In 1983, a 1.5 metre sample of massive arsenopyrite and sphalerite from the Handel showing assayed 0.01 gram per tonne gold, 89.0 grams per tonne silver, 2.15 per cent lead, 3.35 per cent zinc, 0.03 per cent copper and 3.6 per cent arsenic. Another 3.0 metre sample of massive sphalerite and galena assayed 0.003 gram per tonne gold, 21.0 grams per tonne silver, 0.36 per cent lead, 1.5 per cent zinc, 0.02 per cent copper and 2.4 per cent arsenic (Assessment Report 11326).

The mineralization is apparently concentrated at the intersections of specific fracture and shear sets. Three dominant lineations were reported, as follows: east-west/steep north 055 degrees/55 degrees southeast (left lateral fault) which terminates the mineralization to the west; 350 degrees/80 east, reflected by gullies; 290 degrees/80 degrees north lineations that appear to control the overall strike of the mineralization. The highest concentration of sulphides is restricted to intersections of a 240 degree fracture set with a 290 degree and/or 350 degree fracture set.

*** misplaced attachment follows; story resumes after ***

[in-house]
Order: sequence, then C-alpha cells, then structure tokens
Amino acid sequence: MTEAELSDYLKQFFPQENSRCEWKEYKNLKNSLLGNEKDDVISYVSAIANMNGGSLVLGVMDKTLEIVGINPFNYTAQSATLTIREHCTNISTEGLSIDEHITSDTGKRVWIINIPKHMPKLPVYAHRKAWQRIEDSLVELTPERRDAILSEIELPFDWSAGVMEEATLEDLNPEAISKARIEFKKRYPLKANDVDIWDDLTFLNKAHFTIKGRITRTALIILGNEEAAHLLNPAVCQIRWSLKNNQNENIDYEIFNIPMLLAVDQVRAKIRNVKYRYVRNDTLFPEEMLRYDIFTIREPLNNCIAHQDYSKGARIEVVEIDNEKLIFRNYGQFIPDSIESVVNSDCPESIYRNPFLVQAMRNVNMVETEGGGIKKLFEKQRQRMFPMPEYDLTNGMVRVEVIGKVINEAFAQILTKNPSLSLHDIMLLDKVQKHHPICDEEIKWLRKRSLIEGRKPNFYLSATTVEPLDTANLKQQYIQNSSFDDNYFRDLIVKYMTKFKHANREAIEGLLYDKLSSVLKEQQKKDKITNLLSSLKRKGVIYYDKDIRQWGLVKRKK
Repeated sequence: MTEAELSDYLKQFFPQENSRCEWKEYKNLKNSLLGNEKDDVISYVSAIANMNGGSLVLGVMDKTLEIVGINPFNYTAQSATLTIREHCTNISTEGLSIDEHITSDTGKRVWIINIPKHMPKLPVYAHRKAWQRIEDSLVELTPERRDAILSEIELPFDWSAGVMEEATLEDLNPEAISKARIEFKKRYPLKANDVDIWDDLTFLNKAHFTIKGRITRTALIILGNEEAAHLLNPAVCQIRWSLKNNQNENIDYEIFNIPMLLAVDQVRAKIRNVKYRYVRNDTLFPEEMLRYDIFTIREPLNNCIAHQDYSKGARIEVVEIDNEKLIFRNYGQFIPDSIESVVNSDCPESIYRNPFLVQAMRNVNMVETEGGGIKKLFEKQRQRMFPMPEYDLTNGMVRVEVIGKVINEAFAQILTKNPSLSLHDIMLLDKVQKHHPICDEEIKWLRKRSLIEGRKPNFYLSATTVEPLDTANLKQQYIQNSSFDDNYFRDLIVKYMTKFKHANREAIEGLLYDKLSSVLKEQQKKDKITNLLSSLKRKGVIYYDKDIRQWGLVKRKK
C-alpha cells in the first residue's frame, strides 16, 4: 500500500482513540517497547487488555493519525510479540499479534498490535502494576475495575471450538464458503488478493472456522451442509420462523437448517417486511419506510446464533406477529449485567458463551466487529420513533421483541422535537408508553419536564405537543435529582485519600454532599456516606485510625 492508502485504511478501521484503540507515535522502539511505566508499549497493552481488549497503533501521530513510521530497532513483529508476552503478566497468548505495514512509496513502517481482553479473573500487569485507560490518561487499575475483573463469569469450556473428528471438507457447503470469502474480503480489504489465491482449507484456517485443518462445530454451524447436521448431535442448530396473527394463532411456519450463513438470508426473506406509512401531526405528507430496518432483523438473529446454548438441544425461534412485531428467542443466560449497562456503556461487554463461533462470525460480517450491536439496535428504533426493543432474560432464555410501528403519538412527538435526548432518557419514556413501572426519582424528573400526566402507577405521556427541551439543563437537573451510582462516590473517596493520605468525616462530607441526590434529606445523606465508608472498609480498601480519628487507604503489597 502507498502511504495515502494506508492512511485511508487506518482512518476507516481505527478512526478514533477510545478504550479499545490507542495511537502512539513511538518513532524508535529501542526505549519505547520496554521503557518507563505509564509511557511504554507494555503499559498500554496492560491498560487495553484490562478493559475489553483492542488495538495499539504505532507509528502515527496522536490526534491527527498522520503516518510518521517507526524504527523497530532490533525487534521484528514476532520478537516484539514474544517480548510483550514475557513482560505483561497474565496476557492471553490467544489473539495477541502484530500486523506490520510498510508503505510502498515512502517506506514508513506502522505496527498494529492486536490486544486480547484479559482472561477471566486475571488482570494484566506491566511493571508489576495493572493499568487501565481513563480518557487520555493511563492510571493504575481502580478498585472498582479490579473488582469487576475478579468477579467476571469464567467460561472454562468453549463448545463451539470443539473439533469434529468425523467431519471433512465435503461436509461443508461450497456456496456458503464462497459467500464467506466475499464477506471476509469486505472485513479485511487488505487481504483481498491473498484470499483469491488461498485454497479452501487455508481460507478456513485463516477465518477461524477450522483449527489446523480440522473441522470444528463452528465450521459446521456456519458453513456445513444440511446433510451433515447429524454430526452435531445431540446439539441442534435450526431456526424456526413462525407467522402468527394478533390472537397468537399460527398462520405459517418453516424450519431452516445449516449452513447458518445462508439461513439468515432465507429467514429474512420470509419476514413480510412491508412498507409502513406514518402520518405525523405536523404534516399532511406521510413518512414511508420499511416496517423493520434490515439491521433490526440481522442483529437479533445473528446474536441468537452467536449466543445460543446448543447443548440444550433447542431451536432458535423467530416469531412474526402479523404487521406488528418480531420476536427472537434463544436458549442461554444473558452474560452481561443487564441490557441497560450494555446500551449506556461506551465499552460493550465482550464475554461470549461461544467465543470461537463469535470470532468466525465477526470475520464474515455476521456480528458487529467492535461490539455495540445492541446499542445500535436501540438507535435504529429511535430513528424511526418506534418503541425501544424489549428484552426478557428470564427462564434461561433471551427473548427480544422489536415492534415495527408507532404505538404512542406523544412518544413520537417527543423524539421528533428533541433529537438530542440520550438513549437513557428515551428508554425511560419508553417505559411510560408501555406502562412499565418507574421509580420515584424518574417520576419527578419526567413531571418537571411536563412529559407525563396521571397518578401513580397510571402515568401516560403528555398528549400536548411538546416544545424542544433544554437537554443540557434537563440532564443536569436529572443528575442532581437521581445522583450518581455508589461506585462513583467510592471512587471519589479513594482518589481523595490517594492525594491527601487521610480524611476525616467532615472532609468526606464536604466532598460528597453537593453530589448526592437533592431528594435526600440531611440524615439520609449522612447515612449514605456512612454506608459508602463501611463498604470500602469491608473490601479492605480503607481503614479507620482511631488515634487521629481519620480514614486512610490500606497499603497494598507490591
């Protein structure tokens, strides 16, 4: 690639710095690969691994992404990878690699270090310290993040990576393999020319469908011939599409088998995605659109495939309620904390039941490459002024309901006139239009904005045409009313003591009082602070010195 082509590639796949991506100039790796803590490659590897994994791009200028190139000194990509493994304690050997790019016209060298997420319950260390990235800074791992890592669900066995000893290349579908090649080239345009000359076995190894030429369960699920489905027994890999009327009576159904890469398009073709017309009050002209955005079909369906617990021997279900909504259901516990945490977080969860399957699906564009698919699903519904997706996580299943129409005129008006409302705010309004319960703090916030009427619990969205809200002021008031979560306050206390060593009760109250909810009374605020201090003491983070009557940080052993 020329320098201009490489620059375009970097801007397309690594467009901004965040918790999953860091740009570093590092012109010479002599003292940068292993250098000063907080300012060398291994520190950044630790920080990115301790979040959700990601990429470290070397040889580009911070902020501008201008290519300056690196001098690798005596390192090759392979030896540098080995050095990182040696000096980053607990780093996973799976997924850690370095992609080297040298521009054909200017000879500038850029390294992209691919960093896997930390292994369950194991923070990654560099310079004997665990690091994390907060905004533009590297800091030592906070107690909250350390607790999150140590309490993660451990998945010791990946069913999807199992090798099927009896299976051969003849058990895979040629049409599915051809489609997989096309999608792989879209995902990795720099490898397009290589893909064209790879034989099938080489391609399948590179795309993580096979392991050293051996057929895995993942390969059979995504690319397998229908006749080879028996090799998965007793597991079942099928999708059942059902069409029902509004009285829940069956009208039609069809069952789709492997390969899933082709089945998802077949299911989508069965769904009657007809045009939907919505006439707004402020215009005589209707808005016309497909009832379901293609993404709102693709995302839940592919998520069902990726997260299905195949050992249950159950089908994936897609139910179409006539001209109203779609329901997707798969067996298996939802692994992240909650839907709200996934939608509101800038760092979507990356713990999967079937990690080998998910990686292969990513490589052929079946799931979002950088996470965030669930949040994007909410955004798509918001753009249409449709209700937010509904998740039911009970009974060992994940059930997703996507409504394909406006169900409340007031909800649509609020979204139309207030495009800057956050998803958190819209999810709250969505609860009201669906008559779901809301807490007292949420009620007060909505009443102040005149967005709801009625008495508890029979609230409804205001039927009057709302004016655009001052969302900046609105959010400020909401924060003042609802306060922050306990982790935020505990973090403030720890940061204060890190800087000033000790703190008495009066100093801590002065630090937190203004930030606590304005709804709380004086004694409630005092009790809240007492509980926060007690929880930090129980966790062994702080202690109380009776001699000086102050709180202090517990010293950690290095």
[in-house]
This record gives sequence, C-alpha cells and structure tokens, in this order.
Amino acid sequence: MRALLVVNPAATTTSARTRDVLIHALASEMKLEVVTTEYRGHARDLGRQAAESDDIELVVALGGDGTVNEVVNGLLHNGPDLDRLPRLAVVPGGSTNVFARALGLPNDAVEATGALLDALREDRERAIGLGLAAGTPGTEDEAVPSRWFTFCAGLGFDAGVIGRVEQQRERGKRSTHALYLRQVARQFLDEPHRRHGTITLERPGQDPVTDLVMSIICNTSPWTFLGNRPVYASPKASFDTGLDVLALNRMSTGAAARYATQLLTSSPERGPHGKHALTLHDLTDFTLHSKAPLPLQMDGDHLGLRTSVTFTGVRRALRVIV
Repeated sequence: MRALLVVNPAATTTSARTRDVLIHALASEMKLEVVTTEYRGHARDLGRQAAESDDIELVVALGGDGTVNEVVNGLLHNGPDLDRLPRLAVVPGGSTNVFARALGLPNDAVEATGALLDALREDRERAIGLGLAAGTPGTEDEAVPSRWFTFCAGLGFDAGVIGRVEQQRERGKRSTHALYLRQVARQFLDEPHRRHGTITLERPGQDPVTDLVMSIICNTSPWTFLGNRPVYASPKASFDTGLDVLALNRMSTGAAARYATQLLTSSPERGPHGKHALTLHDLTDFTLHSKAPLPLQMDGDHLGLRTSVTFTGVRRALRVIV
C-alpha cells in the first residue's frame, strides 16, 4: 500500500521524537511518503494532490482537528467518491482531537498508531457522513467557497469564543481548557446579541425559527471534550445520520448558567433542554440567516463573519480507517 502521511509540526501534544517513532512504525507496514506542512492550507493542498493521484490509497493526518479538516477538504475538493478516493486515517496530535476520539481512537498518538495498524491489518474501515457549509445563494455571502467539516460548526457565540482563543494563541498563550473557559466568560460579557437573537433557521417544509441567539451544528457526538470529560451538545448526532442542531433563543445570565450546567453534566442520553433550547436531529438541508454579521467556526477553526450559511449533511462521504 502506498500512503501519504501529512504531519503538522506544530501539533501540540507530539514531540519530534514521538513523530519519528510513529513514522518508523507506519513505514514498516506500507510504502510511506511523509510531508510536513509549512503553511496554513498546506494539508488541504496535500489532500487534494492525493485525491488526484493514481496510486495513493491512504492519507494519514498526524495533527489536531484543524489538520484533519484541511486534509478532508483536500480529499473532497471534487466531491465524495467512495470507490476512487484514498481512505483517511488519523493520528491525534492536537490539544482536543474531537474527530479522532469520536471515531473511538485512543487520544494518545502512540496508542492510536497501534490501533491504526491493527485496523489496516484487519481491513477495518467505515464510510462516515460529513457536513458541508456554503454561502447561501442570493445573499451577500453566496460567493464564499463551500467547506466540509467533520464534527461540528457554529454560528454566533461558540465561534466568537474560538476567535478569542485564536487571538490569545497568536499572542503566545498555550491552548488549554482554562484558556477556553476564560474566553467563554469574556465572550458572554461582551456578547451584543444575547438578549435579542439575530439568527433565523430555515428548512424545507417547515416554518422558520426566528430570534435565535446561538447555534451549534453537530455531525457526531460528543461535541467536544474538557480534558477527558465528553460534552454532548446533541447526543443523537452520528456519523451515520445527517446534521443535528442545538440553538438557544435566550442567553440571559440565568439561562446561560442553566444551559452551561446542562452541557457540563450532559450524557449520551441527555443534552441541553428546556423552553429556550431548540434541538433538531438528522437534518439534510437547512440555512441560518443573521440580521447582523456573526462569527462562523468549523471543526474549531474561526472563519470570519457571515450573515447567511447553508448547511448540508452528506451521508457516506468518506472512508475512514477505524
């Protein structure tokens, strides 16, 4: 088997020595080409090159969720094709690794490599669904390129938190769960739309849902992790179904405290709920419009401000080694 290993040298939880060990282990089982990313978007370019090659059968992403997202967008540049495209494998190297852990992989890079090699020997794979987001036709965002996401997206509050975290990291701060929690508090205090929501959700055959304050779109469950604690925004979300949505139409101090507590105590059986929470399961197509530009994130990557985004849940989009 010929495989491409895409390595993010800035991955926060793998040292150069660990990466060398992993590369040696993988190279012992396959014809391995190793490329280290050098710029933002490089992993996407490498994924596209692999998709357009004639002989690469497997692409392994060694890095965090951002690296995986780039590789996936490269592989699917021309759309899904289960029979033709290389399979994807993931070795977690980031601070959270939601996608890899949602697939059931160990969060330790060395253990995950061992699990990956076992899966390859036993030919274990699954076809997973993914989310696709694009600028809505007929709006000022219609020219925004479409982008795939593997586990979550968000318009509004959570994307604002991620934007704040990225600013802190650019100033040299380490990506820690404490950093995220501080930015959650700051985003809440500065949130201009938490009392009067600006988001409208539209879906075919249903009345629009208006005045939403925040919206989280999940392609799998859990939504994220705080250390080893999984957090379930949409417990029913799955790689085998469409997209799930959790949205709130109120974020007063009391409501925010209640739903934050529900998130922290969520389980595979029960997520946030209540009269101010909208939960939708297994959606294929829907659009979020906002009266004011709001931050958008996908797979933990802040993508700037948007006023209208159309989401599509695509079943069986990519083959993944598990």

During 1988, the Handel Showing was subjected to a drilling (8 holes) and detailed chip sampling program. Sampling along the zone assayed up to 15.98 grams per tonne gold across 1 metre. Unfortunately, during 1990, it was determined that many of these samples were collected parallel or subparallel to the mineralized structure. The 1988 chip sampling program also included 9 sample sections across the Main Handel Face, over a vertical distance of some 150 metres. The results from these sample sections revealed numerous significant gold values, ranging from 32 parts per billion to 26.74 grams per tonne across one metre. Although no geological mapping of the face was completed, it does appear that the auriferous sections are lensoidal and erratic in grade, down dip.